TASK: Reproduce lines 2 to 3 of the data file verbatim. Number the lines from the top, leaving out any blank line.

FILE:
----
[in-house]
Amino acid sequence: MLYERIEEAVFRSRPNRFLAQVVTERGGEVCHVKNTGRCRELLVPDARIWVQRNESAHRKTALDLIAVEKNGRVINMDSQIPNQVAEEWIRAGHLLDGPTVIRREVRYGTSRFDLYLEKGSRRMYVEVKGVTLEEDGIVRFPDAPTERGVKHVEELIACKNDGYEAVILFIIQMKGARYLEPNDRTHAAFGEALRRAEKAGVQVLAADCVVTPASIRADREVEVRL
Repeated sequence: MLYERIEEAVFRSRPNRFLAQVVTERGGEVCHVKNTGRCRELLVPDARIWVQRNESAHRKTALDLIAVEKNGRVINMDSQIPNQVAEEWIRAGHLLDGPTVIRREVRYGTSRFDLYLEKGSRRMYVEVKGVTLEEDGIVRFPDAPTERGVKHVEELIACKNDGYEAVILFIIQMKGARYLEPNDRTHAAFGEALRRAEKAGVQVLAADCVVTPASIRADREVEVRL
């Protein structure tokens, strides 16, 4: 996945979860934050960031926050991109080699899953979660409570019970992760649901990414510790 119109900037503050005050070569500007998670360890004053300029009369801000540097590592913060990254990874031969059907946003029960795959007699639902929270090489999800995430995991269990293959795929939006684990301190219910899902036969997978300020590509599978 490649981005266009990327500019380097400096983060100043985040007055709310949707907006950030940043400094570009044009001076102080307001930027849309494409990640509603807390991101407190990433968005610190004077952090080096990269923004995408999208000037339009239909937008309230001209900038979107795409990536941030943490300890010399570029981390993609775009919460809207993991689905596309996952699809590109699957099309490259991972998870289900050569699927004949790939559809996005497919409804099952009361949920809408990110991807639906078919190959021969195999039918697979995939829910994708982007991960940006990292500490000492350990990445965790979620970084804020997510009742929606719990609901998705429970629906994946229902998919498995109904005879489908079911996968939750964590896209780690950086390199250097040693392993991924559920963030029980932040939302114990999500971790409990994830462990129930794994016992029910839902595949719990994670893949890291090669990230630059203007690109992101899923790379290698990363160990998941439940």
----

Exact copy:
Amino acid sequence: MLYERIEEAVFRSRPNRFLAQVVTERGGEVCHVKNTGRCRELLVPDARIWVQRNESAHRKTALDLIAVEKNGRVINMDSQIPNQVAEEWIRAGHLLDGPTVIRREVRYGTSRFDLYLEKGSRRMYVEVKGVTLEEDGIVRFPDAPTERGVKHVEELIACKNDGYEAVILFIIQMKGARYLEPNDRTHAAFGEALRRAEKAGVQVLAADCVVTPASIRADREVEVRL
Repeated sequence: MLYERIEEAVFRSRPNRFLAQVVTERGGEVCHVKNTGRCRELLVPDARIWVQRNESAHRKTALDLIAVEKNGRVINMDSQIPNQVAEEWIRAGHLLDGPTVIRREVRYGTSRFDLYLEKGSRRMYVEVKGVTLEEDGIVRFPDAPTERGVKHVEELIACKNDGYEAVILFIIQMKGARYLEPNDRTHAAFGEALRRAEKAGVQVLAADCVVTPASIRADREVEVRL